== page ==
Finally, the “Who would die for a lie?” argument is weak (I’ve written on that here).

He next mentions the fine-tuning argument. I’ll ignore this for now—this is important enough to deserve a post of its own.

The Muse of Sarcasm seems irresistible to Mark (I hear there’s a 12-step program for that), and he lampoons his version of the positions of various atheists. In one rant, he touches on Richard Dawkins’ statement,

any God capable of intelligently designing something as complex as the DNA/protein machine must have been at least as complex and organized as that machine itself.

Mark is unimpressed and tells us that Thomas Aquinas

addressed your brand new unrebuttable objection nearly 900 years ago in his Summa Theologiae (Part I, Question 3, Article 7).

Yes, he addressed it. No, he didn’t do a particularly convincing job. I’ve written more here, but my short response is: if God is simple, prove it by making one. You don’t have the materials, you say? Okay, then give us the recipe. You can’t even do this? Okay, then don’t claim that you know what makes God well enough to tell us that he’s simple.

Mark wraps up this section with some snarky advice for atheists.

Most of all, overlook the fact that the question you are supposed to be attending to is “whether God exists,” not “whether God is complex.” Ignore the fact that all a theist has to do is show that creation is contingent and therefore necessarily depends on what is not contingent for existence. Do not remind yourself that the theist is not obliged to say he or she understands that non-contingent Being, merely that such a being exists. If all this fails and your reader still thinks St. Thomas is getting the better of you, call your reader a creationist in the same tone of voice you’d use to say, “You left your used Kleenex on my coffee table.”

Why imagine that the universe is contingent? A popular view of quantum physics is that some quantum events have no causes. For example, the alpha particle that comes out of a decaying nucleus has no cause. The probability of this event can be precisely predicted, but that’s it. Given that the universe itself was a quantum particle at the beginning of the Big Bang, maybe universes are also stochastic rather than caused.

(Snarkiness can work, but it backfires when your argument is flimsy.)

There’s more, but let’s pause here before our next dose of Mark’s bitter medicine. Let me encourage you to read Mark’s original paper if you question whether I’m treating his argument fairly.

Part 2.

Forget Jesus.
The stars died so that you could be here today.
— Lawrence Krauss

Photo credit: Wikimedia

About Bob Seidensticker
  • Niemand

    I’ve always been a bit concerned about theists who claim that god is necessary for morality. My morality, right or wrong, is internal. I make the same moral choices whether I am being observed or not. Why do theists feel that they need an observer to keep them from becoming immoral? Did they never learn to act in a moral manner simply in order to avoid causing pain to others? Is there no downside to immorality in their minds, except the risk of getting caught?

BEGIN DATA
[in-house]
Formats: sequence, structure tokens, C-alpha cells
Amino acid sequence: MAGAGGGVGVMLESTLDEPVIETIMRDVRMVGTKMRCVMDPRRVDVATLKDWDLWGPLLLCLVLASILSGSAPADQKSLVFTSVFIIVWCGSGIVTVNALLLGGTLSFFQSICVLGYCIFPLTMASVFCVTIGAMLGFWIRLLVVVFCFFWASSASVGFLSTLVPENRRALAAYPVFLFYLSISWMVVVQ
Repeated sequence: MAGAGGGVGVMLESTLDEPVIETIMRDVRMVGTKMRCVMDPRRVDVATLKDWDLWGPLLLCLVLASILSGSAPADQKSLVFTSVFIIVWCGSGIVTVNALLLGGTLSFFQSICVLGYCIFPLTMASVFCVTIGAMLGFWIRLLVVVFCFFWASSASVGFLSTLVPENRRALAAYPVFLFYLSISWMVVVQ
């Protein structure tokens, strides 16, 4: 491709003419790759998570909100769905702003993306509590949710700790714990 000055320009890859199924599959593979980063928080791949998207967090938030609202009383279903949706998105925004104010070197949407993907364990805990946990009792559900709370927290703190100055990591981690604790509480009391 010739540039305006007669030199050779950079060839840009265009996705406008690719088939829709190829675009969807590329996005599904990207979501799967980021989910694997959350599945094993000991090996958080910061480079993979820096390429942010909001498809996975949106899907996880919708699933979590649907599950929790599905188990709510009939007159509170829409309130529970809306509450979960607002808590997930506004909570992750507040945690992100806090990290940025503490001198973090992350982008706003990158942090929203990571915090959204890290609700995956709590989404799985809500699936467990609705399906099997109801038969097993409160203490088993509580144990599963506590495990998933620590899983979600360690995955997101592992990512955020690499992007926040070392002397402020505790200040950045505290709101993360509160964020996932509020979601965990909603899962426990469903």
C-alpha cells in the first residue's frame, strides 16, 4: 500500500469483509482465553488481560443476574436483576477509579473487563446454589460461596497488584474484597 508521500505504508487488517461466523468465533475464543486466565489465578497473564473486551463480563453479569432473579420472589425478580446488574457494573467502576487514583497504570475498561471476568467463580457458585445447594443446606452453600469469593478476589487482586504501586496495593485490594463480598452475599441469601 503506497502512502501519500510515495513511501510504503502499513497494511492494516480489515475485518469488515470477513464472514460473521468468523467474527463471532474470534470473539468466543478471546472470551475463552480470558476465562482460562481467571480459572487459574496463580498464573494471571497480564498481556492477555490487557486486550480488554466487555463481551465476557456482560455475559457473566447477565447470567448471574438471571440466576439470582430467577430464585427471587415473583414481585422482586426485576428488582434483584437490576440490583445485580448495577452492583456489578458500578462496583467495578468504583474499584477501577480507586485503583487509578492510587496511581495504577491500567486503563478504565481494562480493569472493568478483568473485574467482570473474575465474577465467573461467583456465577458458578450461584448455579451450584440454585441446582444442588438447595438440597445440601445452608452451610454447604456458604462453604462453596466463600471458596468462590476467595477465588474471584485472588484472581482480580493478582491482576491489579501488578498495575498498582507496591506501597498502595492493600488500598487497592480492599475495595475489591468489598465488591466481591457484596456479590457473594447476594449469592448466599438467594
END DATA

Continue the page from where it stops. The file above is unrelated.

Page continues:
• http://www.seditiosus.blogspot.com Schaden Freud

      I agree. I’m suspicious of theists who make this claim. I also think morality becomes meaningless if people only behave morally in order to avoid punishment.

    • Goldstein’s Bitch

      The Commies wanted to eliminate religion, because they were atheists. And they killed MILLIONS of believers in an attempt to accomplish their goal Literally MILLIONS.

      Simple.

      Factual.

      Atheists need to face it an deal with it.

      • Bob Seidensticker

        Bitch:

        The Commies wanted to eliminate religion, because they were atheists.

        The Commies wanted to eliminate religion because it was competition. They were a dictatorship, remember?

        I’ve dealt with this more here.

  • http://cthulhuvariations.blogspot.com/ David E

    The claim, among most apologists of any sophistication, is that moral truth would not exist if God didn’t. Not that we’d be immoral if we didn’t think God was watching and judging.

    Not that I’ve ever heard a good argument for the claim. Or even a particularly coherent one.

    • machintelligence

      And the Euthyphro dilemma gives that argument fits, anyway.

      Socrates introduces the “Euthyphro dilemma” by asking the crucial question: “Is the pious loved by the gods because it is pious? Or is it pious because it is loved by the gods (10a)?

      • Erick

        The Euthyphro dilemma doesn’t address the Abrahamic conception of God. God loves regardless of piety. Piety is your own choice.

        In college, I had a friend who I was romantically in love with. She didn’t feel that same way. Yet, it didn’t mean that my own feelings were contradicted.

        • Bob Jase

          Reeeeeaaaallllly?? So god loved all those people he killed in the flood? How much did god love the people of Sodom & Gomorrah before he killed them? Or the first-born children of Egypt – wicked little tit-suckers apparently because they were too young to do anything else but god loved them enough to order their slaughter by his personal angel of death.

          Y’know if god had bothered with appearing to them as he supposedly did to all those Hebrew patriarchs they might have changed their supposedly evil ways. I say supposedly because the bible doesn’t say what evil thing people were doing before the flood and the folks at Sodom & Gomorrah were only guilty of mistreating strangers and those Egyptian babies weren’t doing anything more evil than being babies – can that be worse than the genocide and rape Yahweh orders his people to do? But apparently he didn’t love them enough to do so.